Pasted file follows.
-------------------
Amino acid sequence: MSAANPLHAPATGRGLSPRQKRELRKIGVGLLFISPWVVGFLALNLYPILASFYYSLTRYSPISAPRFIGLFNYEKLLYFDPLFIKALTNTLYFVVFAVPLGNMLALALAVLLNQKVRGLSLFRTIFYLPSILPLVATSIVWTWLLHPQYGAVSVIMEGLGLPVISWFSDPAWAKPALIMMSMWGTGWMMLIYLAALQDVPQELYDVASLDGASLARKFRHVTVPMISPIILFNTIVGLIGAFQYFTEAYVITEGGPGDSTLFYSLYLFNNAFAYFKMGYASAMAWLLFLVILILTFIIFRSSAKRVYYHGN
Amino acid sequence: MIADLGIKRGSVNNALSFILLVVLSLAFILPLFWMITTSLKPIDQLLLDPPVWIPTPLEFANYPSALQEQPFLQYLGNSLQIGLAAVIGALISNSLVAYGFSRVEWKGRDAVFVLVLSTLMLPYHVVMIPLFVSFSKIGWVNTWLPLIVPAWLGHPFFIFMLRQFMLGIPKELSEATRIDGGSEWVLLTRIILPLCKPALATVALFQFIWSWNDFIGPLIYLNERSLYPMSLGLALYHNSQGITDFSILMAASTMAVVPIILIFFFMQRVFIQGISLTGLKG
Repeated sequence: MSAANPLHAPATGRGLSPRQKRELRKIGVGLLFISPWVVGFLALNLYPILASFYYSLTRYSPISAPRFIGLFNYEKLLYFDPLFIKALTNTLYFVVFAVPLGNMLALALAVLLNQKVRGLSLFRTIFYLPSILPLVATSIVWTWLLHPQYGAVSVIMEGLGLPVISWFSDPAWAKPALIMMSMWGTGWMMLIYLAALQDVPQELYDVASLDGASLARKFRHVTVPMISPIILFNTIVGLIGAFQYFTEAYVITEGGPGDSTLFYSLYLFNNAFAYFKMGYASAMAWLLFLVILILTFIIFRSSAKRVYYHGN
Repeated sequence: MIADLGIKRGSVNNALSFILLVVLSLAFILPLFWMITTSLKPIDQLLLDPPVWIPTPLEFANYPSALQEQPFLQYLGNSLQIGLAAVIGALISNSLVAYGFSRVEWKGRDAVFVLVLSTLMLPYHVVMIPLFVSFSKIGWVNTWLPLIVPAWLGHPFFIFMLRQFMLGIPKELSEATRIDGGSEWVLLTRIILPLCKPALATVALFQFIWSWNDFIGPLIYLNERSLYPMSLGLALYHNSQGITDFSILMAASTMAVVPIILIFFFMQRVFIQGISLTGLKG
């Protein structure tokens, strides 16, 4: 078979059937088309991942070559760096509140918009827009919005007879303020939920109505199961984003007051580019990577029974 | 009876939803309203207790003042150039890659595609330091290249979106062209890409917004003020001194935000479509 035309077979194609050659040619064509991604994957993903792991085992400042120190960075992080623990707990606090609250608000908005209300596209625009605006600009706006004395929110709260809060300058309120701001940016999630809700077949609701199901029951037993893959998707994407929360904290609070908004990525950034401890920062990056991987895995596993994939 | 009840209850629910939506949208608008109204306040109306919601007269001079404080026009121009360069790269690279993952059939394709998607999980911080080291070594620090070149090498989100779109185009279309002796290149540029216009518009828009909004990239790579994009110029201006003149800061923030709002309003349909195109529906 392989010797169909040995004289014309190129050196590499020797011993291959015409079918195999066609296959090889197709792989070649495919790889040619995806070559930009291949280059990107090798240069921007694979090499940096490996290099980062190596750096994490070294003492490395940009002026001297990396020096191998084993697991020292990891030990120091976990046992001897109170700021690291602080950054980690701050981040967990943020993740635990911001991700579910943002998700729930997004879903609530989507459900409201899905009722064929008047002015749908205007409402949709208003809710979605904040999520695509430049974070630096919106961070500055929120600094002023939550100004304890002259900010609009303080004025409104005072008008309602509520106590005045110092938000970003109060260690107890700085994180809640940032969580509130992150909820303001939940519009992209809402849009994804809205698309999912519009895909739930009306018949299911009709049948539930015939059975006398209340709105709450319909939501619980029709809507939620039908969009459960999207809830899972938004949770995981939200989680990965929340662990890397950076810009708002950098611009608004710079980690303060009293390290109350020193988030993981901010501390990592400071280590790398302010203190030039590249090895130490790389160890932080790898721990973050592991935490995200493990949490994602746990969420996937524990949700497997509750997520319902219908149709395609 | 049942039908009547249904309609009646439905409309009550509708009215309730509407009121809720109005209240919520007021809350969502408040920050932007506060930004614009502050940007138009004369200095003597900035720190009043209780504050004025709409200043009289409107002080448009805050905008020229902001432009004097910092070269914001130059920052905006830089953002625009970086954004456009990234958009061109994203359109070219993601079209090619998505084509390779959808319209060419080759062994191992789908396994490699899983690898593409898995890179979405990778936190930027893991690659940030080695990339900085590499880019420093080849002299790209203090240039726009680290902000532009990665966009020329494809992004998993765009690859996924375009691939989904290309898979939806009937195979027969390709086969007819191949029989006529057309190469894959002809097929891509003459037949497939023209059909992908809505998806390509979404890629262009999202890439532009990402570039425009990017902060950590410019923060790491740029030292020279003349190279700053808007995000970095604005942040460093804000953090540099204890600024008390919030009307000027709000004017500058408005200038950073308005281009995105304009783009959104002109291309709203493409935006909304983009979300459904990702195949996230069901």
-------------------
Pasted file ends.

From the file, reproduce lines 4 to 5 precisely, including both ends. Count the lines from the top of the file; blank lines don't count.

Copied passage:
Repeated sequence: MIADLGIKRGSVNNALSFILLVVLSLAFILPLFWMITTSLKPIDQLLLDPPVWIPTPLEFANYPSALQEQPFLQYLGNSLQIGLAAVIGALISNSLVAYGFSRVEWKGRDAVFVLVLSTLMLPYHVVMIPLFVSFSKIGWVNTWLPLIVPAWLGHPFFIFMLRQFMLGIPKELSEATRIDGGSEWVLLTRIILPLCKPALATVALFQFIWSWNDFIGPLIYLNERSLYPMSLGLALYHNSQGITDFSILMAASTMAVVPIILIFFFMQRVFIQGISLTGLKG
């Protein structure tokens, strides 16, 4: 078979059937088309991942070559760096509140918009827009919005007879303020939920109505199961984003007051580019990577029974 | 009876939803309203207790003042150039890659595609330091290249979106062209890409917004003020001194935000479509 035309077979194609050659040619064509991604994957993903792991085992400042120190960075992080623990707990606090609250608000908005209300596209625009605006600009706006004395929110709260809060300058309120701001940016999630809700077949609701199901029951037993893959998707994407929360904290609070908004990525950034401890920062990056991987895995596993994939 | 009840209850629910939506949208608008109204306040109306919601007269001079404080026009121009360069790269690279993952059939394709998607999980911080080291070594620090070149090498989100779109185009279309002796290149540029216009518009828009909004990239790579994009110029201006003149800061923030709002309003349909195109529906 392989010797169909040995004289014309190129050196590499020797011993291959015409079918195999066609296959090889197709792989070649495919790889040619995806070559930009291949280059990107090798240069921007694979090499940096490996290099980062190596750096994490070294003492490395940009002026001297990396020096191998084993697991020292990891030990120091976990046992001897109170700021690291602080950054980690701050981040967990943020993740635990911001991700579910943002998700729930997004879903609530989507459900409201899905009722064929008047002015749908205007409402949709208003809710979605904040999520695509430049974070630096919106961070500055929120600094002023939550100004304890002259900010609009303080004025409104005072008008309602509520106590005045110092938000970003109060260690107890700085994180809640940032969580509130992150909820303001939940519009992209809402849009994804809205698309999912519009895909739930009306018949299911009709049948539930015939059975006398209340709105709450319909939501619980029709809507939620039908969009459960999207809830899972938004949770995981939200989680990965929340662990890397950076810009708002950098611009608004710079980690303060009293390290109350020193988030993981901010501390990592400071280590790398302010203190030039590249090895130490790389160890932080790898721990973050592991935490995200493990949490994602746990969420996937524990949700497997509750997520319902219908149709395609 | 049942039908009547249904309609009646439905409309009550509708009215309730509407009121809720109005209240919520007021809350969502408040920050932007506060930004614009502050940007138009004369200095003597900035720190009043209780504050004025709409200043009289409107002080448009805050905008020229902001432009004097910092070269914001130059920052905006830089953002625009970086954004456009990234958009061109994203359109070219993601079209090619998505084509390779959808319209060419080759062994191992789908396994490699899983690898593409898995890179979405990778936190930027893991690659940030080695990339900085590499880019420093080849002299790209203090240039726009680290902000532009990665966009020329494809992004998993765009690859996924375009691939989904290309898979939806009937195979027969390709086969007819191949029989006529057309190469894959002809097929891509003459037949497939023209059909992908809505998806390509979404890629262009999202890439532009990402570039425009990017902060950590410019923060790491740029030292020279003349190279700053808007995000970095604005942040460093804000953090540099204890600024008390919030009307000027709000004017500058408005200038950073308005281009995105304009783009959104002109291309709203493409935006909304983009979300459904990702195949996230069901």